Dr. Cabalka has been involved in Melody (Medtronic) valve implantation since the Food and Drug Administration (FDA) approved this transcatheter pulmonary valve in 2010, participating in the post-approval study and was the national principal investigator for the Melody valve implanted into a bioprosthetic pulmonary valve study. She was involved in the multicenter Coarctation of the Aorta Stent Trial (COAST), studying covered stents for coarctation of the aorta – approved by the FDA last year – and co-authored a key paper on the subject. She’s gearing up to participate in a multicenter trial of the new Harmony transcatheter pulmonary valve for treatment of pulmonary regurgitation, and another trial of a device to close larger atrial septal defects.
“It’s nice to be part of multicenter cutting-edge clinical trials in the cath lab so we can offer better treatment options to our patients,” she says.
Fast 5 with Dr. Cabalka
Were your parents involved in health care?
My father was a dentist, and my mother was a nurse who ran the master’s in nursing program for Winona State University. Despite growing up in Rochester, I was the first Mayo employee in the family.
What do you do in your spare time?
Mostly road cycling and travel. Half of my travel is doing cath lab work on international missions. My husband and I have gone to Kenya, Nepal, Bolivia and Kurdistan. He often does community work while I provide health care. We participate with For Hearts and Souls, an NGO; Children’s Heart Project and World Medical Mission of Samaritan’s Purse. When we go to Kurdistan, we’re in Dohuk, where the refugees from Mosul (Iraq) are located. He works in the refugee camp, and I do interventional cardiac catheterizations along with screenings, echocardiograms, clinical management, training and education. The heart hospital in Kurdistan is pretty well equipped. In addition to providing definitive treatment in the catheterization lab, our team helps with accurate diagnosis and planning care management in addition to nursing care and bedside education – giving the hospital team help in many aspects of the care of pediatric cardiology patients.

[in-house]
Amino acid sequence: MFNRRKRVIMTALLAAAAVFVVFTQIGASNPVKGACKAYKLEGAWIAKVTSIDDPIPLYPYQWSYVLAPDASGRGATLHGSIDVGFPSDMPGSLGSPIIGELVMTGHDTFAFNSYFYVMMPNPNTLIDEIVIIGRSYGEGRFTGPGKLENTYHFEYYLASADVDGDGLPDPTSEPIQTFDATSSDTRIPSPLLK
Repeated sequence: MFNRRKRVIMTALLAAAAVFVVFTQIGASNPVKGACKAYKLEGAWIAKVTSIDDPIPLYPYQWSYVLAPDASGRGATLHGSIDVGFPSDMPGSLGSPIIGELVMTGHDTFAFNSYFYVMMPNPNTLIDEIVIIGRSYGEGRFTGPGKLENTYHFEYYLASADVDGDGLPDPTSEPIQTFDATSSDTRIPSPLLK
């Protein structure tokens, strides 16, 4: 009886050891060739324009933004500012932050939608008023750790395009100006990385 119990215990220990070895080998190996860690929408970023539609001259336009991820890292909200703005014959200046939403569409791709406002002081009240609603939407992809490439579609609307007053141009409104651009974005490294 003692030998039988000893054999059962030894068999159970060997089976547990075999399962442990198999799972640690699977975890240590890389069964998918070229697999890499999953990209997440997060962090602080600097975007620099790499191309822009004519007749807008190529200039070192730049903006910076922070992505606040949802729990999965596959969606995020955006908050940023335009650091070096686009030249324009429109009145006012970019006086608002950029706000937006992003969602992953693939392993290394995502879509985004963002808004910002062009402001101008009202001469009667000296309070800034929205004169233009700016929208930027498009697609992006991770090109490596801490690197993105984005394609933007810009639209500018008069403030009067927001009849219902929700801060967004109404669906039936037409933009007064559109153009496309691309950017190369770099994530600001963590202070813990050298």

What do you get out of doing international mission work?
We’ve been blessed in so many ways. This is a way to share resources and support programs that are trying to grow and develop. If I didn’t have to work, I’d do mission work full time. Mission work overseas expands my view and makes me thankful every day for my job at Mayo Clinic, with our enormous, fairly unlimited resources and great team-oriented colleagues. Also, doing this gives me a much better perspective on the natural history of congenital heart disease because we see things we’d never see in the U.S. Here, these conditions are diagnosed in infancy. Overseas, you see the effects of unrepaired heart disease and consequences of rheumatic fever.
Who else at Mayo has influenced you?
Dr. John Woods (S ’66, PLS ‘68) has been an example of a doctor who could put it all together. He has strong faith and is an inspiration. I met Dr. Woods early in my career at Mayo, and he’s been a key supporter and encourager of our international work.
What’s been key to your professional success?
I wouldn’t be able to do anything I do without the support of my husband and family. He was a stay-at-home dad to our two now-grown children. That was key for our family life. Also, our church and the Rochester community are very supportive and help take care of international guests, including those who come here for treatment through the Children’s Heart Project. Knowing patients have that kind of support makes my job a lot easier.